The unemployment rate for Americans between the ages of 25 and 34 who have only a high school diploma grew by 4.3 percent in 2013, according to Bureau of Labor Statistics data.
Unemployment for those in that age group for those who have a college degree rose 1.5 percent and as a result, more college educated people are taking low wage jobs.
“The underemployment of college graduates affects lesser educated parts of the labor force,” said economist Richard Vedder, director of the Center for College Affordability and Productivity, a not-for-profit research organization in Washington. “Those with high-school diplomas that normally would have no problem getting jobs as bartenders or taxi drivers are sometimes kept from getting the jobs by people with college diplomas,” said Vedder, who is also a Bloomberg View contributor.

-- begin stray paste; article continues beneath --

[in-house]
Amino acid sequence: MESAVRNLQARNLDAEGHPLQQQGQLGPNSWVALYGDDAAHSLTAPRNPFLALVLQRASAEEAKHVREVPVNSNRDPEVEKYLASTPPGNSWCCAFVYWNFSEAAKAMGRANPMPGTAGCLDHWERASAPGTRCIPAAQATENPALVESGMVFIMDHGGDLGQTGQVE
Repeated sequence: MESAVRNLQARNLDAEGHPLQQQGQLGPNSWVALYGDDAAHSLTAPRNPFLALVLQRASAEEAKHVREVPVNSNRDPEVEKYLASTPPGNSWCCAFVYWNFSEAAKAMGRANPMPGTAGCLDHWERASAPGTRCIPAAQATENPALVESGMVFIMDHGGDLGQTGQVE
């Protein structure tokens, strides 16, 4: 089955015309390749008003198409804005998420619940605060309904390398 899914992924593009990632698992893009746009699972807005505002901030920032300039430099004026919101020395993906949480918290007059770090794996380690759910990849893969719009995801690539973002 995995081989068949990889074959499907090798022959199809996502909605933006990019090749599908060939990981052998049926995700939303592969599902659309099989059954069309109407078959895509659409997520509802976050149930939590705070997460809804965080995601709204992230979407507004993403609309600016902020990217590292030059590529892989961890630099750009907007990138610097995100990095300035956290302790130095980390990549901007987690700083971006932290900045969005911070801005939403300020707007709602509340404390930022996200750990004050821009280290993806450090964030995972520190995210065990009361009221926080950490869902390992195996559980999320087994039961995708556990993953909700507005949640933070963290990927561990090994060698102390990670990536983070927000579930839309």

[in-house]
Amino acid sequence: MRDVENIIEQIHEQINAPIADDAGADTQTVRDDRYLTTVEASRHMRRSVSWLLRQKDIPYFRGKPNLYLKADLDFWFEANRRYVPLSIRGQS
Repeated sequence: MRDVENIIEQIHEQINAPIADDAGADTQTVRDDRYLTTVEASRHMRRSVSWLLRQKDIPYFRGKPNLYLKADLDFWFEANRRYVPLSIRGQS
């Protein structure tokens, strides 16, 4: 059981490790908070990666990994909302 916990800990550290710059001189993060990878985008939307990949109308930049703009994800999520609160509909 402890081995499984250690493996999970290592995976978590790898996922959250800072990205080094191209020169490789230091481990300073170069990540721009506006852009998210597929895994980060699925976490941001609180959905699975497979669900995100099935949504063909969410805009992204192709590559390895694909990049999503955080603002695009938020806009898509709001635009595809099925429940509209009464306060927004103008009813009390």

Recent college graduates are having an extremely difficult time finding employment in higher paying positions, so they are ending up in more low-wage and part-time works situations.
In 2001, there were 34 percent of Americans with Bachelor’s degree in jobs that require no degree. Today that number stands at 44 of Americans age 22 to 27.
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